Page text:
The Colorado Sun: Colorado Springs Mayor John Suthers, one of the state’s top Republicans, on what’s ahead for the GOP, or his city and his future

John Suthers is ruling out a future bid for Colorado governor and he won’t say how close to becoming a part of the Trump administration he came. But he will say that he thinks Colorado Springs is on solid ground — and that he’s glad to be its mayor.

When John Suthers termed out of statewide office in 2015, after the longest run as Colorado attorney general in state history, the powerful Republican did not slide into retirement.

Within six months, he was elected mayor of the second-largest city in the state and quietly began working to jumpstart Colorado Springs’ listless recovery from the Great Recession.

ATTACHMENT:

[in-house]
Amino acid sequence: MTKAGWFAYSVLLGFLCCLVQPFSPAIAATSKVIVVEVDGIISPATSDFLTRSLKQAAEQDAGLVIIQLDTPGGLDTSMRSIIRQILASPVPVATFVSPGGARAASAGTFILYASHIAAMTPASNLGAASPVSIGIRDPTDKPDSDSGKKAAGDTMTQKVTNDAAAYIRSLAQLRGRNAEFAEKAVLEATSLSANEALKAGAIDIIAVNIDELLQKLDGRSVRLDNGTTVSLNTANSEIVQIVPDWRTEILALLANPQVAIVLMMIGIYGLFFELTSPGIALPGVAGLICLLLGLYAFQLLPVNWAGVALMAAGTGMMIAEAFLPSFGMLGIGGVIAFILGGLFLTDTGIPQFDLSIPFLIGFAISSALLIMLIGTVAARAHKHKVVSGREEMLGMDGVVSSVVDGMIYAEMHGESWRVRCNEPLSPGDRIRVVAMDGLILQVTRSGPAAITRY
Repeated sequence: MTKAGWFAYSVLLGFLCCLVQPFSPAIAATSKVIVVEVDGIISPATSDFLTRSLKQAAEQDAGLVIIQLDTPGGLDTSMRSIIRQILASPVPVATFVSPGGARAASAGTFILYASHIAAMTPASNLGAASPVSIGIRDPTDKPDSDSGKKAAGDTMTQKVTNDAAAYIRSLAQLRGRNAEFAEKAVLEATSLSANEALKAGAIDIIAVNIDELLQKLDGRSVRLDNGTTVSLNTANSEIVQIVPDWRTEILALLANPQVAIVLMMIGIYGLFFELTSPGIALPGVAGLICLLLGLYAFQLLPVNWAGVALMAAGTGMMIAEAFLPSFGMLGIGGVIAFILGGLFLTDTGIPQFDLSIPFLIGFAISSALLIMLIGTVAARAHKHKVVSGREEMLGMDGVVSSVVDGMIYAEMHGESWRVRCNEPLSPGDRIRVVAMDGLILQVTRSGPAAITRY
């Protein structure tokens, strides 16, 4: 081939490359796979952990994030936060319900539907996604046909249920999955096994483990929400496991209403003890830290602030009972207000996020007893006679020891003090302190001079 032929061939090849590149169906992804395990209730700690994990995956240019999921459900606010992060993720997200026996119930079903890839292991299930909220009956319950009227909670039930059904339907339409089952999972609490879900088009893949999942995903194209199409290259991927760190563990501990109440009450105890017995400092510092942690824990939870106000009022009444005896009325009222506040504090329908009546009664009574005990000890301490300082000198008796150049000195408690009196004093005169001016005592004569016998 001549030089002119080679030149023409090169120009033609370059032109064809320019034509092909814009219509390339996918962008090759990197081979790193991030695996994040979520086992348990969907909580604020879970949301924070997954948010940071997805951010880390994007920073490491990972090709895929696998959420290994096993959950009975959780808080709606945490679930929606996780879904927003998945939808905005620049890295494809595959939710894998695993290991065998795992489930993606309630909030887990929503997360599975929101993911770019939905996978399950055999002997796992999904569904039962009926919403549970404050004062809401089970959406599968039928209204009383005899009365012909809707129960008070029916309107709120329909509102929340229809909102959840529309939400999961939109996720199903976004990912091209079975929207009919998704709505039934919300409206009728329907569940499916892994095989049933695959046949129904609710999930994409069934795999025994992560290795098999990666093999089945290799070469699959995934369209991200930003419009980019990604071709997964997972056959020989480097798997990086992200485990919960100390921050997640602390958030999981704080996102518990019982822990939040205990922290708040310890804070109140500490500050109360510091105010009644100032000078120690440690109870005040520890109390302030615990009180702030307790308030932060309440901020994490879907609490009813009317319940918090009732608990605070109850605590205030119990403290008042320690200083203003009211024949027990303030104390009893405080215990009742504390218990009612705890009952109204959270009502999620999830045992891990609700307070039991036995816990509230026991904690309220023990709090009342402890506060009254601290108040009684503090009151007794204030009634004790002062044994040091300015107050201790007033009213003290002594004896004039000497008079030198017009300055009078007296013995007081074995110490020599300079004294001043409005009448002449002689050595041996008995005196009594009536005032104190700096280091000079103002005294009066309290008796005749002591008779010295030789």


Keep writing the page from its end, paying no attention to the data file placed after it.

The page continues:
Now, after the sweeping losses for his party in the November elections, Suthers finds himself with an outsized voice in the Colorado GOP and sees a need for change — a change in GOP candidates with messages to match the shifting demographics of the state.

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The Colorado Sun: Restaurants, job training and low(er) home prices: A dive into why Colorado Springs’ economy is booming

The city leads the state for employment growth in 2018 and 2019, thanks to diversity in business, age, health care, cybersecurity.

About five years ago, the CEO of automotive tech firm Altia considered moving the company’s headquarters out of Colorado Springs, where he co-founded the company in 1991.

Engineering talent — more plentiful in places such as Silicon Valley and, increasingly, Denver — was hard to find in Colorado Springs, recalled CEO Mike Juran, a former software developer at Hewlett-Packard.